Moving forward through partnerships and empowerment

“Leadership is not a title but a responsibility, a huge responsibility that they have to accept.” - Datu Sagoksok, community leader from the Ata tribe

As we move forward with our journey with the Ata tribe in Paquibato, Davao City to establish a place of learning called Panuluanan, we have seen how the community understand and embody the value of working collectively. It is evident how the leaders and elders of the tribe work to not only initiate pathways but also create a space that enables every one in the community, whether an elder or a youth, man or woman, to fully grow and freely contribute to the development of their own community. As responsible leaders and elders, they wholeheartedly act as servants of their community and believe in the innate potential of every one to become a leader. Today, they acknowledge, with mutual respect, the contribution and capacity of their young emerging leaders. They are much willing to journey with their youth and help empower this new generation of leaders. They feel that learning from the past is as important as looking beyond into the future with honour and pride.

Bob Ali, who is one of these emerging leaders, has now taken the role of community coordinator for the Panuluanan project. It is truly affirming to see him grow to become an active agent of change in their community. We look forward to working with Bob and seeing him actualize his potentials.

Read Bob's reflection after visiting Sorayan and how this engagement is strengthening his desire to be of service to his community.

We are also happy to announce that we are partnering with SwitoDesigns, a Philippine-based design studio dedicated to promoting Mindanao Traditional Architecture, cultural identity, pride of place, sustainable eco-conscious methods and peace and healing through participatory architecture. After several meetings with the team from SwitoDesigns and the leaders of the community, we are slowly creating a shared vision of what Panuluanan will look like. Demand Science, who has been our partner in several other iEmergence activities is also eager to support the project and see it through. There are also volunteers who have expressed their desire to help with fundraising and advocacy. We are continually grateful to Creator for these connections!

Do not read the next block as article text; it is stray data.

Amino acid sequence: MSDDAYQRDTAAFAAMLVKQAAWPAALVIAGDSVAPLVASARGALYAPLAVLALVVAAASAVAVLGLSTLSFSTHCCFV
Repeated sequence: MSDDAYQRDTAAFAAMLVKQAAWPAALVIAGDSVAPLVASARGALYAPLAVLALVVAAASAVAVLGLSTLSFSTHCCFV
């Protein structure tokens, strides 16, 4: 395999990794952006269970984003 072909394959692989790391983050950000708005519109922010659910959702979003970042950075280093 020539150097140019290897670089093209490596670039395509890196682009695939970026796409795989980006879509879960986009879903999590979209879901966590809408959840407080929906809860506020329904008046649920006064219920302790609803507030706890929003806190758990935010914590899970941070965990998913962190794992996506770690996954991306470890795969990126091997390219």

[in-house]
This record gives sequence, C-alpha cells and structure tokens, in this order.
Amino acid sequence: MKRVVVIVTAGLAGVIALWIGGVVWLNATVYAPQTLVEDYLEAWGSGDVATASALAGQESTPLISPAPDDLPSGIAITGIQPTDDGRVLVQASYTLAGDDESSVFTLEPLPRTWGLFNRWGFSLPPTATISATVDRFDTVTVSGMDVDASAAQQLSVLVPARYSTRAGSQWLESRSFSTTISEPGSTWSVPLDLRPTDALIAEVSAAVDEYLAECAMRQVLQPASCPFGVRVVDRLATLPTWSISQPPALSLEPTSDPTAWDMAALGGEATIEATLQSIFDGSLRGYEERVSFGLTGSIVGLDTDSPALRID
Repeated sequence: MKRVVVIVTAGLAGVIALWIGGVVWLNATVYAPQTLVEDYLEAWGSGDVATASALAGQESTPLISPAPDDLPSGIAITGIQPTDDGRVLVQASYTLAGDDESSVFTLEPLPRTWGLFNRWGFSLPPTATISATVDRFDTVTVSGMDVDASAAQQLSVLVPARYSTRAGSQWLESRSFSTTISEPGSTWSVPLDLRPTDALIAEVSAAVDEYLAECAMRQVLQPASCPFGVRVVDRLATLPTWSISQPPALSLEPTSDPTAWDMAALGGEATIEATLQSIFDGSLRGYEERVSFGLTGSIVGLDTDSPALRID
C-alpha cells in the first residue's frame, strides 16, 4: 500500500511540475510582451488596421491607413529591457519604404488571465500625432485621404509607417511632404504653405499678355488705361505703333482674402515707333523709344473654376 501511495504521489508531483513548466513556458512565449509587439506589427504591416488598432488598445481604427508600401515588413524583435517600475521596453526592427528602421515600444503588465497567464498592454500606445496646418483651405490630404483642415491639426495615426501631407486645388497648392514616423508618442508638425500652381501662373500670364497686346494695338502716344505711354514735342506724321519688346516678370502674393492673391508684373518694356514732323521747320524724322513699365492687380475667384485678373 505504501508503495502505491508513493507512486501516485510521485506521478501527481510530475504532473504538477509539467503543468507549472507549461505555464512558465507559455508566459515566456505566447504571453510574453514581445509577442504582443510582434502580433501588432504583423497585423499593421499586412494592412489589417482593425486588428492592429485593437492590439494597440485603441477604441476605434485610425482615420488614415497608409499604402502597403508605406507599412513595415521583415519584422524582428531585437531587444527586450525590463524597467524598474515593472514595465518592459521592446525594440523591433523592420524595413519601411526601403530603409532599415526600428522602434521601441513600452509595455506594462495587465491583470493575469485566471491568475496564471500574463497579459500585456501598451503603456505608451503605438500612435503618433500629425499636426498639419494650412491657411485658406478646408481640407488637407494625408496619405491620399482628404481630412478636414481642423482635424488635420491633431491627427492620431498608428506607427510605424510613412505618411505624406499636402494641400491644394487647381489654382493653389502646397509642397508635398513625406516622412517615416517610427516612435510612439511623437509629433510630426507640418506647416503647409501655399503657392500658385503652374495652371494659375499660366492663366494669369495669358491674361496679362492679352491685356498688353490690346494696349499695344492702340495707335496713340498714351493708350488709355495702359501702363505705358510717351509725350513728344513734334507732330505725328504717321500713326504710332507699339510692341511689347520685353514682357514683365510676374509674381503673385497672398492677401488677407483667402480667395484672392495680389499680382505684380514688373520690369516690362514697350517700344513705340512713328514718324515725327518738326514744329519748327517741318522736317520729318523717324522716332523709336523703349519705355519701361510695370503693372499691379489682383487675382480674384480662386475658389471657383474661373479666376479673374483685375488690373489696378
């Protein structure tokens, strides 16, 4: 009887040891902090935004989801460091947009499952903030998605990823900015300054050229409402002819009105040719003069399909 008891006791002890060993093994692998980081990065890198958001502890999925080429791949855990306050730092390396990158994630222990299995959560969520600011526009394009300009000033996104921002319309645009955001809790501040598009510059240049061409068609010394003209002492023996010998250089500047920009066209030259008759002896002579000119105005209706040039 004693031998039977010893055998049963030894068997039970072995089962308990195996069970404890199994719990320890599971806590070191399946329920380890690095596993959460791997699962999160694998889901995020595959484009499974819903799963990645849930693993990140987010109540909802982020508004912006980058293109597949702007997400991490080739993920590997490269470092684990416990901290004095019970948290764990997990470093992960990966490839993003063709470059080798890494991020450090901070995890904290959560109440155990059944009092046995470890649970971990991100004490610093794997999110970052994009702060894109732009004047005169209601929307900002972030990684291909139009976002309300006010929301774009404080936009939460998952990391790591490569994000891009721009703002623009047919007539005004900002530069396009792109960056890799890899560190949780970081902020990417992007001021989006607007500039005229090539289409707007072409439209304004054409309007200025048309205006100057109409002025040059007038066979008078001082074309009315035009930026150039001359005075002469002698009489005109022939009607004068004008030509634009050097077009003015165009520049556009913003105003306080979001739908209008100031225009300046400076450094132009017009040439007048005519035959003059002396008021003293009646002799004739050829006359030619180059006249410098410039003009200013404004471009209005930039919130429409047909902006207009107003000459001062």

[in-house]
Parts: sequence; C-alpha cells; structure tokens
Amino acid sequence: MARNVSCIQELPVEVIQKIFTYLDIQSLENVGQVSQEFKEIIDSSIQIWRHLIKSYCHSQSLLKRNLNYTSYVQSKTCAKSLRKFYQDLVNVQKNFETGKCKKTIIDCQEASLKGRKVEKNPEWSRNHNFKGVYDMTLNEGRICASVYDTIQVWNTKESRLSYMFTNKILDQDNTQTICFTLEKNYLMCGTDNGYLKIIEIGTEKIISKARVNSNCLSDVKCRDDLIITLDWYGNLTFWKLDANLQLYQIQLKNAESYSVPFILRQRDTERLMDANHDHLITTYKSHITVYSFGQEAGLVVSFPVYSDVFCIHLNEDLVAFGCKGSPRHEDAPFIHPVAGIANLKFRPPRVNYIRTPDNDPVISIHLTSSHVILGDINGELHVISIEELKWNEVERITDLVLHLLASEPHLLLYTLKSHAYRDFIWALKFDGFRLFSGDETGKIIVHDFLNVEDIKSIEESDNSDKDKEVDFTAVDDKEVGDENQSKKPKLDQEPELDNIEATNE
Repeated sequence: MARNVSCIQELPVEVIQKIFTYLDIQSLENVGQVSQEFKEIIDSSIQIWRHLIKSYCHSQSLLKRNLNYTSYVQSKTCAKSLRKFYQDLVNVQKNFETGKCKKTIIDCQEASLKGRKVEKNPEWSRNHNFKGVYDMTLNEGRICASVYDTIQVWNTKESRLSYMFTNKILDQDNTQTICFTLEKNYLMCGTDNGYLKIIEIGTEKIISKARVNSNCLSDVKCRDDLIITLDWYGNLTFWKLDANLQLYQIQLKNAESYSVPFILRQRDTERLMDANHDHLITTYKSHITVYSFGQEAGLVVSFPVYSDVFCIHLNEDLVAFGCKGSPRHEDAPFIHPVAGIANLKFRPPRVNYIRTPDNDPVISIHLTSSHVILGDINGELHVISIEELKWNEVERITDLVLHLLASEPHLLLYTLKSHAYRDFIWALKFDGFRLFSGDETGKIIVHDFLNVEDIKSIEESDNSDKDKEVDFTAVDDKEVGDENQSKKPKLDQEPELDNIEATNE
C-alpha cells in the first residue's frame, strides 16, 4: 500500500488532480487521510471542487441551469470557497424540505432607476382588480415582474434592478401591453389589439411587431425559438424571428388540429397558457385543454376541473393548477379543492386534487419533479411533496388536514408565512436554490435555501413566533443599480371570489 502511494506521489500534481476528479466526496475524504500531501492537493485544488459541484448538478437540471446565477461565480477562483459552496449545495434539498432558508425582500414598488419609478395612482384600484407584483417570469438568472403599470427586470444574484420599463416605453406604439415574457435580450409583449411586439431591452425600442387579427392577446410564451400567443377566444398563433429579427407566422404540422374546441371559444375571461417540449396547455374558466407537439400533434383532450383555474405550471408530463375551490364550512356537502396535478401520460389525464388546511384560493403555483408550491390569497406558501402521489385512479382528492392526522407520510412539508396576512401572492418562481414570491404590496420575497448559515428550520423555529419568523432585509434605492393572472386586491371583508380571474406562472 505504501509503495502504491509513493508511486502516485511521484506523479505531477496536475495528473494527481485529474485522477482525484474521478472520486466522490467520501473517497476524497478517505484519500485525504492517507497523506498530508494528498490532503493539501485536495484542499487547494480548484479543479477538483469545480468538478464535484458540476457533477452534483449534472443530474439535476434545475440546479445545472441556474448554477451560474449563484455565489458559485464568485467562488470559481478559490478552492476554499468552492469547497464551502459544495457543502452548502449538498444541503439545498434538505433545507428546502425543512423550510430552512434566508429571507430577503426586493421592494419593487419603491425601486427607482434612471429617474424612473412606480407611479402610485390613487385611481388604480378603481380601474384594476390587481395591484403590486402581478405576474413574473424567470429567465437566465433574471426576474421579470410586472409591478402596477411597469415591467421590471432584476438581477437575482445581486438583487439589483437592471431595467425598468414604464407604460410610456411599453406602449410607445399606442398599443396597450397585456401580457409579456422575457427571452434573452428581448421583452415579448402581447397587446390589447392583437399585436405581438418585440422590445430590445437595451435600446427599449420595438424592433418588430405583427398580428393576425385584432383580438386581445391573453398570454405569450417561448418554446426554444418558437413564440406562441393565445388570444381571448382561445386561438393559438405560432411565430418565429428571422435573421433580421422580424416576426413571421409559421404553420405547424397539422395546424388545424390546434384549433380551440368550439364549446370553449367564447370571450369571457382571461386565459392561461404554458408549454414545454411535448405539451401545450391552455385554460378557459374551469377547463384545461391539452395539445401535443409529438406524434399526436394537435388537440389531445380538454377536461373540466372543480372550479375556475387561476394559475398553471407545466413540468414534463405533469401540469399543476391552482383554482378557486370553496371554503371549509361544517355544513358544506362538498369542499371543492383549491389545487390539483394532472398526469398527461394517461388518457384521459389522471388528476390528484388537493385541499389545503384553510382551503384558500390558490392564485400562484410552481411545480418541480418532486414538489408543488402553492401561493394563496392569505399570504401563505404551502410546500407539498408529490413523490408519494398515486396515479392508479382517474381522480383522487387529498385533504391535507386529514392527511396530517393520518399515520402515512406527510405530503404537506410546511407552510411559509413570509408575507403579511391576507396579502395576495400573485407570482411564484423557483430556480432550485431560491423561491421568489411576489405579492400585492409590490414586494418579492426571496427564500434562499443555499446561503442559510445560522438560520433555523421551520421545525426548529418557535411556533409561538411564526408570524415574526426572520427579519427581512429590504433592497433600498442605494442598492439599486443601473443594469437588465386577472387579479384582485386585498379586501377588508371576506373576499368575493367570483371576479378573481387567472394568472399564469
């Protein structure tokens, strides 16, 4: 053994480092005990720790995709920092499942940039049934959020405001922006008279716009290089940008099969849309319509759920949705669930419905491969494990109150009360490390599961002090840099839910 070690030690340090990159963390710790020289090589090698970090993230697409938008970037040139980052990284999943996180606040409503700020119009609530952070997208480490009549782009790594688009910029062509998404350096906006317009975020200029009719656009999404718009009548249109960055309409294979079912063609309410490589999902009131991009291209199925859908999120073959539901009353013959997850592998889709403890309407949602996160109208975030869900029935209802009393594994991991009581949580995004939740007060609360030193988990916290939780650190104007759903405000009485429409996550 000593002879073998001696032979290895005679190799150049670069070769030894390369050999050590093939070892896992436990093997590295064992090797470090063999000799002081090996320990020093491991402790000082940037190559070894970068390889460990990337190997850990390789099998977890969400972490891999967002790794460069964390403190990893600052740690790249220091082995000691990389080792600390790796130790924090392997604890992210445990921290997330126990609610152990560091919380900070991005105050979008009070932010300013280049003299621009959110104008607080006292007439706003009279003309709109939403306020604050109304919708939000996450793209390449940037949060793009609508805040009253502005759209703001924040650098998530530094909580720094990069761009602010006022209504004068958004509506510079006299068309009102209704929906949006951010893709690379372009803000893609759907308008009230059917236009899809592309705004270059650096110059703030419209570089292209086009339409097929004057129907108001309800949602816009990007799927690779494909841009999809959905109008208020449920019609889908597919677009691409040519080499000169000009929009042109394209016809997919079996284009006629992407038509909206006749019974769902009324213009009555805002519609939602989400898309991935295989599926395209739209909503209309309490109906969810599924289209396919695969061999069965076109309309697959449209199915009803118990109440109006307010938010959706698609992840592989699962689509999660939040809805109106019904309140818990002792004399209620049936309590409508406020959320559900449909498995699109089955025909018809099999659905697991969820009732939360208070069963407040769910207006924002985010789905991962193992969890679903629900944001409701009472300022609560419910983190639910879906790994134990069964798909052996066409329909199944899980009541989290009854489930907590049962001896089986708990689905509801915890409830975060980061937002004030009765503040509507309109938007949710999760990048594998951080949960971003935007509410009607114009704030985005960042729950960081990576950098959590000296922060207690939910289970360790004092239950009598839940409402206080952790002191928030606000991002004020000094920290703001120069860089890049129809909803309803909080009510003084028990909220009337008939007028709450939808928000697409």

On October, in commemoration of the Indigenous People's Month, there will be a thanksgiving celebration for the relationship being built through Panuluanan, and a three-day workshop on participatory design. The gathering and workshop will be held in the village of Sorayan where Panuluanan will be established. About 15 tribal elders and young community leaders will participate in the workshop.

Want to be involved in this journey? Provide the food and materials to be used in the workshop! Give cash or in-kind donations…

Indeed, what makes a difference in this world are the efforts of people at the grassroots who are determined and unified by one goal. The dream of creating Panuluanan, a learning and enabling space for the Ata tribe to live out and pass on their cultural values and practices, is now taking shape thanks to the leadership of the elders of the Ata community in Paquibato, the enthusiasm of the community members, and the expression of support from our partners in civil society.

Join us, as we journey alongside the Ata tribe and other like-minded individuals and organizations to provide this space of learning!

On the Inseparability of Land, Justice and Spirituality…